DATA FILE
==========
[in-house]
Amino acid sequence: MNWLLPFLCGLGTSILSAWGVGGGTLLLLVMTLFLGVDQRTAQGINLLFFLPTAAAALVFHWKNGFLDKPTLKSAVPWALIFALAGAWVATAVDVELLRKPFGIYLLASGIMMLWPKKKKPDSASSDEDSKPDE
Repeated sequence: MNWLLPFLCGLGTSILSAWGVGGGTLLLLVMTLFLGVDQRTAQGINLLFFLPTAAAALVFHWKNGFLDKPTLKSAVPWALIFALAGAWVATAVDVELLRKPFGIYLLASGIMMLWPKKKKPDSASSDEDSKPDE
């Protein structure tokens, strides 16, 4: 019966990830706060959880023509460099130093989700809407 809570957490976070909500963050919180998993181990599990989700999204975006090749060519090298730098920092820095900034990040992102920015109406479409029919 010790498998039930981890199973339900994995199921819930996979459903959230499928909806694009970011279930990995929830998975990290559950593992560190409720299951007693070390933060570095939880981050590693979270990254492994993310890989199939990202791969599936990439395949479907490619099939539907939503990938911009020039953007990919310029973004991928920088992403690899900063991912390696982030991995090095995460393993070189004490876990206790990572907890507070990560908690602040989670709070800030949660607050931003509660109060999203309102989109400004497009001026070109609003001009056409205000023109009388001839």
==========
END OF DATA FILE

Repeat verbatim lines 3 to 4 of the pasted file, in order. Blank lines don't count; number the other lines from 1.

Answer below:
Repeated sequence: MNWLLPFLCGLGTSILSAWGVGGGTLLLLVMTLFLGVDQRTAQGINLLFFLPTAAAALVFHWKNGFLDKPTLKSAVPWALIFALAGAWVATAVDVELLRKPFGIYLLASGIMMLWPKKKKPDSASSDEDSKPDE
């Protein structure tokens, strides 16, 4: 019966990830706060959880023509460099130093989700809407 809570957490976070909500963050919180998993181990599990989700999204975006090749060519090298730098920092820095900034990040992102920015109406479409029919 010790498998039930981890199973339900994995199921819930996979459903959230499928909806694009970011279930990995929830998975990290559950593992560190409720299951007693070390933060570095939880981050590693979270990254492994993310890989199939990202791969599936990439395949479907490619099939539907939503990938911009020039953007990919310029973004991928920088992403690899900063991912390696982030991995090095995460393993070189004490876990206790990572907890507070990560908690602040989670709070800030949660607050931003509660109060999203309102989109400004497009001026070109609003001009056409205000023109009388001839």